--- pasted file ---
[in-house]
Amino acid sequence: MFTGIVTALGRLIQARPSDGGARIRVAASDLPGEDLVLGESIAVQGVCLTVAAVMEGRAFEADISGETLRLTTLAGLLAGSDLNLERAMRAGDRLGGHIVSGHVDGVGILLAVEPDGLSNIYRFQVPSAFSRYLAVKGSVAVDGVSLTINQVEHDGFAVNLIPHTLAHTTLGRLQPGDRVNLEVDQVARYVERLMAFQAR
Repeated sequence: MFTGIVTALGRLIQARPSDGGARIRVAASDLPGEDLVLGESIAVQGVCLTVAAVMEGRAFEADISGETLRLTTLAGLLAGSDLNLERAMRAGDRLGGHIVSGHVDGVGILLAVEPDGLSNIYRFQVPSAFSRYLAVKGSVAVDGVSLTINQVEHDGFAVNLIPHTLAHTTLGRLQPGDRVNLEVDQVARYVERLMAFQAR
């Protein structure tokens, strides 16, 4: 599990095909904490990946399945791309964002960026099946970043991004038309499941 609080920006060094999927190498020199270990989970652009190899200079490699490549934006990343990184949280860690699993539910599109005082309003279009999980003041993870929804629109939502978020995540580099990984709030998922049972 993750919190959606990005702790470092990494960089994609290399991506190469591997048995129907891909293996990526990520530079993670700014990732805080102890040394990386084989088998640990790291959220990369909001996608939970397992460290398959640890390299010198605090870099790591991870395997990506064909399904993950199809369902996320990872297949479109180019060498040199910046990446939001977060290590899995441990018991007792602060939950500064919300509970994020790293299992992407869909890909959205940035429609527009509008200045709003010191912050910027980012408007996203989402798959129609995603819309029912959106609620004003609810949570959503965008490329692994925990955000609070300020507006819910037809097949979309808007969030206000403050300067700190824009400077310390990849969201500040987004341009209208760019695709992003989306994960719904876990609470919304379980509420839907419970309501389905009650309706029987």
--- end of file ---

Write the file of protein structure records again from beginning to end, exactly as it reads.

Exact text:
[in-house]
Amino acid sequence: MFTGIVTALGRLIQARPSDGGARIRVAASDLPGEDLVLGESIAVQGVCLTVAAVMEGRAFEADISGETLRLTTLAGLLAGSDLNLERAMRAGDRLGGHIVSGHVDGVGILLAVEPDGLSNIYRFQVPSAFSRYLAVKGSVAVDGVSLTINQVEHDGFAVNLIPHTLAHTTLGRLQPGDRVNLEVDQVARYVERLMAFQAR
Repeated sequence: MFTGIVTALGRLIQARPSDGGARIRVAASDLPGEDLVLGESIAVQGVCLTVAAVMEGRAFEADISGETLRLTTLAGLLAGSDLNLERAMRAGDRLGGHIVSGHVDGVGILLAVEPDGLSNIYRFQVPSAFSRYLAVKGSVAVDGVSLTINQVEHDGFAVNLIPHTLAHTTLGRLQPGDRVNLEVDQVARYVERLMAFQAR
């Protein structure tokens, strides 16, 4: 599990095909904490990946399945791309964002960026099946970043991004038309499941 609080920006060094999927190498020199270990989970652009190899200079490699490549934006990343990184949280860690699993539910599109005082309003279009999980003041993870929804629109939502978020995540580099990984709030998922049972 993750919190959606990005702790470092990494960089994609290399991506190469591997048995129907891909293996990526990520530079993670700014990732805080102890040394990386084989088998640990790291959220990369909001996608939970397992460290398959640890390299010198605090870099790591991870395997990506064909399904993950199809369902996320990872297949479109180019060498040199910046990446939001977060290590899995441990018991007792602060939950500064919300509970994020790293299992992407869909890909959205940035429609527009509008200045709003010191912050910027980012408007996203989402798959129609995603819309029912959106609620004003609810949570959503965008490329692994925990955000609070300020507006819910037809097949979309808007969030206000403050300067700190824009400077310390990849969201500040987004341009209208760019695709992003989306994960719904876990609470919304379980509420839907419970309501389905009650309706029987």